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Emergency Drug Kits: Pharmacological and Technical Considerations
Daniel E. Becker DDS
Article Category: Other
Volume/Issue: Volume 61: Issue 4
Online Publication Date: Jan 01, 2014
DOI: 10.2344/0003-3006-61.4.171
Page Range: 171 – 179

The most essential aspects of patient management when urgencies or emergencies arise consist of a thorough primary assessment of the patient and airway management. Once this is accomplished the need for drug administration and possible emergency medical service (EMS) assistance is determined. Virtually all dental offices are equipped with an emergency drug kit. In many cases this consists of a commercially prepared kit that is purchased and updated periodically by the manufacturer. These kits not only are expensive, but are almost always

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Fathima Peerbhay BSc, BChD, PGDip (PaedDent), MSc (DentPubHealth) and
 Ahmed Mahgoub Elsheikhomer BChD, MSc (PaedDent)
Article Category: Research Article
Volume/Issue: Volume 63: Issue 3
Online Publication Date: Jan 01, 2016
Page Range: 122 – 130

children who present for emergency extractions in the public service in South Africa are not offered sedation because of the lack of resources and may be inadvertently psychologically traumatized. This traumatic experience may lead to poor cooperation if dental treatment is subsequently needed. This poor cooperation may result in the dental practitioner having to resort to the use of dental general anesthesia to complete the dental treatment required by the child. Dental general anesthesia is more expensive than sedation and is a limited resource that also carries

Jesse W. Manton DDS, MS,
 Kelly S. Kennedy DDS, MS,,
 Jonathan A. Lipps MD,
 Sheryl A. Pfeil MD,, and
 Bryant W. Cornelius DDS, MBA, MPH
Article Category: Research Article
Volume/Issue: Volume 68: Issue 2
Online Publication Date: Jun 29, 2021
Page Range: 76 – 84

The prompt recognition and management of an evolving medical emergency in the dental office is widely accepted to be a requisite skill for all dentists. 1 – 4 Continuing innovation and advancement of medical care and an aging population lead to patients presenting to oral health care settings with increasingly complex medical histories. 1 , 3 , 4 – 9 Some patients undergo invasive office-based dental procedures, which can be complicated by the delivery of local anesthetics with epinephrine and various levels of sedation and general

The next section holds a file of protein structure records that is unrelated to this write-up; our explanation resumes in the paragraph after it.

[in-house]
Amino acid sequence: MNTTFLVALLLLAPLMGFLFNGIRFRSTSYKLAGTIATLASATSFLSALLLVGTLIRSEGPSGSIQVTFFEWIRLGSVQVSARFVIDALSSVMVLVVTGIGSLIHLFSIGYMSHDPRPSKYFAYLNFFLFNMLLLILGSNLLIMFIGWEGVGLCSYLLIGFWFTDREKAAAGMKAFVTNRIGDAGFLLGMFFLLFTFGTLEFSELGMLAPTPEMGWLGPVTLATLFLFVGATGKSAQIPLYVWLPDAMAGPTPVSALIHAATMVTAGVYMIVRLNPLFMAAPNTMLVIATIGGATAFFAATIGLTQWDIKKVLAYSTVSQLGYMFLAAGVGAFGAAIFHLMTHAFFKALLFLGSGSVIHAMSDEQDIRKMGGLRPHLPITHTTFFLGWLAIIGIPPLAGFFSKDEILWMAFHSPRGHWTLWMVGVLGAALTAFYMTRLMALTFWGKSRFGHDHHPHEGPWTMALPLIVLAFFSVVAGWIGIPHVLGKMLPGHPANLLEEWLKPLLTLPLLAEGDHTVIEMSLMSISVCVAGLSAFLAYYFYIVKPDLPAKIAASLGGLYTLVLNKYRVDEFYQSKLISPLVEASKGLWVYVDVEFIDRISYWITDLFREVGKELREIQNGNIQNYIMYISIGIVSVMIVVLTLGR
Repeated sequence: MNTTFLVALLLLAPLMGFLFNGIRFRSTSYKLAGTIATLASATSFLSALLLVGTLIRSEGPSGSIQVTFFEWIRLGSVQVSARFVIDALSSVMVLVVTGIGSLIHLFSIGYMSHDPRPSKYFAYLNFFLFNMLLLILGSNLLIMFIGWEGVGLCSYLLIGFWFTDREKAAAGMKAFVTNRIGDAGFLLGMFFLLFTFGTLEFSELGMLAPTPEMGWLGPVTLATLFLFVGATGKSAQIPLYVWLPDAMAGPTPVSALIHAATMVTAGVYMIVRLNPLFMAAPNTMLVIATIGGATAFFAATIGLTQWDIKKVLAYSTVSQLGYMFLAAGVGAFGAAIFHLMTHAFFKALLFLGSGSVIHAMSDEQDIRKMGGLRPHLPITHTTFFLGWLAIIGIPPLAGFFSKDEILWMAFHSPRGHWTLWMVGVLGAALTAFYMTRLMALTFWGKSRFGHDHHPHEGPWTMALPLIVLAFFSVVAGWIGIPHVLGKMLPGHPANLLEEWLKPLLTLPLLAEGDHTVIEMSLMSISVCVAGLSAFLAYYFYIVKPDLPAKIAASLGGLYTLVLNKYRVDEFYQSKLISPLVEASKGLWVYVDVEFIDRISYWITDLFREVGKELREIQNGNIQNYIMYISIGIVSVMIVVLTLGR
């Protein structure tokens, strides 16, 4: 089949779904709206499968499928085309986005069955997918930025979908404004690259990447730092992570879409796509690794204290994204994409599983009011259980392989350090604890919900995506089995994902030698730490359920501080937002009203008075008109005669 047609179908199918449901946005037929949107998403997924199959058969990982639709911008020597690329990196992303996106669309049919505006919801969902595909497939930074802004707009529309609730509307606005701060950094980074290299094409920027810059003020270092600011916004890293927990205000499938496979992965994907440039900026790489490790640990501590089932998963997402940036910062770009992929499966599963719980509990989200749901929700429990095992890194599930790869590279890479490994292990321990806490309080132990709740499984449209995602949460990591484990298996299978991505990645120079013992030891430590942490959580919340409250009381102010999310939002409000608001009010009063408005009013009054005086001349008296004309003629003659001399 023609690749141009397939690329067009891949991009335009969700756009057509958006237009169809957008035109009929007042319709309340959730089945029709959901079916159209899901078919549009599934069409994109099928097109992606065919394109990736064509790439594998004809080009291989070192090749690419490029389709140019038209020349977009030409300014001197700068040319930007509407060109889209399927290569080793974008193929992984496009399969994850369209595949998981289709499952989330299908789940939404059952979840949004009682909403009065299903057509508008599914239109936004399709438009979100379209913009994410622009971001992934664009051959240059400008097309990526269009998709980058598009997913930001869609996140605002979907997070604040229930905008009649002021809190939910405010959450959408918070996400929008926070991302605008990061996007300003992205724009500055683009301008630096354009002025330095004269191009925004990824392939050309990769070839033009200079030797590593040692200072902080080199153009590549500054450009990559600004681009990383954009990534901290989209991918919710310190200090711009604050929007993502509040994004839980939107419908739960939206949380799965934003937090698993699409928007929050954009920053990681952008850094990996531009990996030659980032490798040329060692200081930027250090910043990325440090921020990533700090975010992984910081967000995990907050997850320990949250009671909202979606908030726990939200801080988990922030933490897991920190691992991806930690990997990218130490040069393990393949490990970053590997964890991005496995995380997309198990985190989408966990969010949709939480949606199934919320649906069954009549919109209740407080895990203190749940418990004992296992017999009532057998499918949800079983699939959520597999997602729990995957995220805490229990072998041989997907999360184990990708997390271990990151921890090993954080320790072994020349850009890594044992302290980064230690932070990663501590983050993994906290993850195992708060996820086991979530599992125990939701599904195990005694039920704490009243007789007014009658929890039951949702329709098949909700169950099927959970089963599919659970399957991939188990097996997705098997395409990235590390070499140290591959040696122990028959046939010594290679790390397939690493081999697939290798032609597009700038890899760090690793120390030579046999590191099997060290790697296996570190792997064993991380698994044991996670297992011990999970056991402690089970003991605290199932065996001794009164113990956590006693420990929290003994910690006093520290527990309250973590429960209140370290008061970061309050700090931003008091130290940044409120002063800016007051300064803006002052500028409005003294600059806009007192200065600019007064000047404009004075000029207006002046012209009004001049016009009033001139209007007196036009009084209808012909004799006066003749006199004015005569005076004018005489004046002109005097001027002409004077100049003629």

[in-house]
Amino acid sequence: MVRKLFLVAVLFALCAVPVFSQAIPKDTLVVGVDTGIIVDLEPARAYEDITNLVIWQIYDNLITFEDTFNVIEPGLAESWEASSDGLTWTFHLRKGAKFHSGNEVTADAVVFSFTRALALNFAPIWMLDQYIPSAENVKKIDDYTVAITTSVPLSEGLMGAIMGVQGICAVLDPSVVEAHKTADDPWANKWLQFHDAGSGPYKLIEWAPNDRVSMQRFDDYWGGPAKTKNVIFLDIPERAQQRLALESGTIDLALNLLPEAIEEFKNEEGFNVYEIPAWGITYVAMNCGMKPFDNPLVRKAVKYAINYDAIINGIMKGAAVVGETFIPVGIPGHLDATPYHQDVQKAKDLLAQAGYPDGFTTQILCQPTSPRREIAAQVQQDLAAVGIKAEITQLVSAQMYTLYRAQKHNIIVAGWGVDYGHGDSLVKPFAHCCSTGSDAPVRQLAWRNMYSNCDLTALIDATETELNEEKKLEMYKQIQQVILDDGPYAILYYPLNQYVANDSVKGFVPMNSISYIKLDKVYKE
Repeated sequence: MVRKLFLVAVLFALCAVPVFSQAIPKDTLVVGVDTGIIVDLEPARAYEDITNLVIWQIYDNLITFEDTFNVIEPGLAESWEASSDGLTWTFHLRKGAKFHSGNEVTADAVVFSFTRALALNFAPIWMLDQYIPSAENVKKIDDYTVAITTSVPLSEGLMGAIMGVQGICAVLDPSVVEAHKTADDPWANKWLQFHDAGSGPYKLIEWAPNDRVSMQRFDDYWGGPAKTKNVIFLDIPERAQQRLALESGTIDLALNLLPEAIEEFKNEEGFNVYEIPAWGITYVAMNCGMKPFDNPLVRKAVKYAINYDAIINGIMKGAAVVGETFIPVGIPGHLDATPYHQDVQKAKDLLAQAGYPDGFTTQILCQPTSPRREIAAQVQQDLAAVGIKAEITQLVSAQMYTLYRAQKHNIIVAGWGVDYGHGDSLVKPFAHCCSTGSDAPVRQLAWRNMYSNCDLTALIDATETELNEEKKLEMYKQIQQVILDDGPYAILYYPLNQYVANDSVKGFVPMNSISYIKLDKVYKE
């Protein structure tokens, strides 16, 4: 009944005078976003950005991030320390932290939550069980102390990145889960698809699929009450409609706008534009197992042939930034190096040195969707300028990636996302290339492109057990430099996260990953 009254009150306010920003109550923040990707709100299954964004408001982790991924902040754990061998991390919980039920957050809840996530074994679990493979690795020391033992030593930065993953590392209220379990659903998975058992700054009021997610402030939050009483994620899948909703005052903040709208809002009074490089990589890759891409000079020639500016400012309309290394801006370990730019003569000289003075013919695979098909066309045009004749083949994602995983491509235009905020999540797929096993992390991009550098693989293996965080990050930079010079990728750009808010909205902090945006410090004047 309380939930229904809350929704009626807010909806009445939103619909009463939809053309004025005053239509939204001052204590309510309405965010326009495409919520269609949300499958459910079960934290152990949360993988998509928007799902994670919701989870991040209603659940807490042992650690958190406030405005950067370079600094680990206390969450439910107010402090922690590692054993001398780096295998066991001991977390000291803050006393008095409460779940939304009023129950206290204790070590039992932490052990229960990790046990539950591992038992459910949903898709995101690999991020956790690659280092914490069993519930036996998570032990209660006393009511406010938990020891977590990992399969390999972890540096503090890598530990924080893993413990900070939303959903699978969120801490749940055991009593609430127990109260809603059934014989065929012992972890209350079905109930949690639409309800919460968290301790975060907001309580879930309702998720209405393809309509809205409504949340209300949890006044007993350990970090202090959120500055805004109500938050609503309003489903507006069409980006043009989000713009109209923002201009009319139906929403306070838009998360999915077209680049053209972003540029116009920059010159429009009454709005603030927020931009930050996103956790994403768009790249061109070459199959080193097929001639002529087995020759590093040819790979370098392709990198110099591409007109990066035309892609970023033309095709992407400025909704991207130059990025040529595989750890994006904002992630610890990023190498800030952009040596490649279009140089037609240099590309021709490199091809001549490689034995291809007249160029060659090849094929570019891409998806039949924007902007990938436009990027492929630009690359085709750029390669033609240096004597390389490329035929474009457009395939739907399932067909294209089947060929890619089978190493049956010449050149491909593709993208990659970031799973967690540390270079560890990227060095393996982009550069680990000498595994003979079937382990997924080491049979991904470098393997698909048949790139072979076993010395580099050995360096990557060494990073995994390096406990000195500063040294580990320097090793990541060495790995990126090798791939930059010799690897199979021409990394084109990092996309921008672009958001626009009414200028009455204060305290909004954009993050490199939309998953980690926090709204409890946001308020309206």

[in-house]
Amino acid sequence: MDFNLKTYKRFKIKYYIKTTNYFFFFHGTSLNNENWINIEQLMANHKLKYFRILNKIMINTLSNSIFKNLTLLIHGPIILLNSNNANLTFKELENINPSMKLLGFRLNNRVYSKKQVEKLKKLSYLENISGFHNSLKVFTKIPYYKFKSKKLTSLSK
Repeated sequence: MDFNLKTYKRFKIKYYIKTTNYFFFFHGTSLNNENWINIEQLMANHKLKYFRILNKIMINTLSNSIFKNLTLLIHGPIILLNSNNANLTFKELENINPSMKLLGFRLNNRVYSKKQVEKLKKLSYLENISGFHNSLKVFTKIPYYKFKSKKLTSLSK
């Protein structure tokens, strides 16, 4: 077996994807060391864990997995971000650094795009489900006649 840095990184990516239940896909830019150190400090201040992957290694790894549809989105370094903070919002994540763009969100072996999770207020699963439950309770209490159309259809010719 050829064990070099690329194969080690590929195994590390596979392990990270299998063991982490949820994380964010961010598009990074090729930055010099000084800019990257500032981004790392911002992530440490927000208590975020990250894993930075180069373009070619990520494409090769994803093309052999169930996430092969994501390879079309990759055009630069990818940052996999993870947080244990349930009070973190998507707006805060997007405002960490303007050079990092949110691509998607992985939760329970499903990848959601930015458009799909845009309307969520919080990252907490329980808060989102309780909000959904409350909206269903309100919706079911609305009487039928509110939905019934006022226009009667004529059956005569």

Joel M. Weaver DDS, PhD
Article Category: Editorial
Volume/Issue: Volume 53: Issue 4
Online Publication Date: Jan 01, 2006
Page Range: 117 – 118

development of bystander CPR and dialing 911 for advanced life support paramedics, Dr Safar actually made his prediction happen. He popularized CPR around the world and collaborated with a Norwegian company to create “Resusci-Anne,” the first CPR training manikin. He was also instrumental in the development of the American Heart Association's original Advanced Cardiac Life Support (ACLS) course in the mid-1970s. The introduction of ACLS brought about a major change in the teaching of medical emergencies because it coordinated cardiac dysrhythmia recognition with the

Figure 11.; Reported anesthesia emergencies categorized by type.
William G. Flick,
 Alexander Katsnelson, and
 Howard Alstrom
Figure 11.
Figure 11.

Reported anesthesia emergencies categorized by type.


Figure 4.
Figure 4.

Situations when medical emergencies occurred (n  =  205).

About two thirds of medical emergency cases occurred during dental treatment.


Joel M. Weaver DDS, PhD
Article Category: Research Article
Volume/Issue: Volume 57: Issue 4
Online Publication Date: Jan 01, 2010
Page Range: 137 – 138

Included in the American Dental Association's (ADA's) 2007 Guidelines for the Use of Sedation and General Anesthesia by Dentists is an educational requirement for dentists giving moderate sedation, deep sedation, and general anesthesia to have current certification in Basic Life Support for Healthcare Providers and either Advanced Cardiac Life Support (ACLS) or an appropriate dental sedation/anesthesia emergency management course. Because the latter course did not exist at a national level like ACLS, the ADA financially supported the

Carlos Cobo-Vázquez DDS, MS,
 Gemma De Blas MD, PhD,
 Pablo García-Canas DDS, MsC, and
 María del Carmen Gasco-García, MD, PhD
Article Category: Research Article
Volume/Issue: Volume 65: Issue 1
Online Publication Date: Jan 01, 2018
Page Range: 30 – 37

, Brennan EE, Goldberg ZD, et al . Part 5: adult basic life support and cardiopulmonary resuscitation quality: 2015 American Heart Association guidelines update for cardiopulmonary resuscitation and emergency cardiovascular care . Circulation . 2015 ; 132 : s414 – s435 . 7 Stiell IG, Brown SP

<bold>Figure 3</bold>
.
Figure 3 .

Situations when medical emergencies occurred (n = 87)

More than 70% of medical emergencies occurred before and during dental treatment.


<bold>Figure 3.</bold>
Figure 3.

Situations when medical emergencies occurred (n = 36)

The medical emergencies frequently occurred during dental procedures; one third of them occurred immediately after injection of local anesthesia.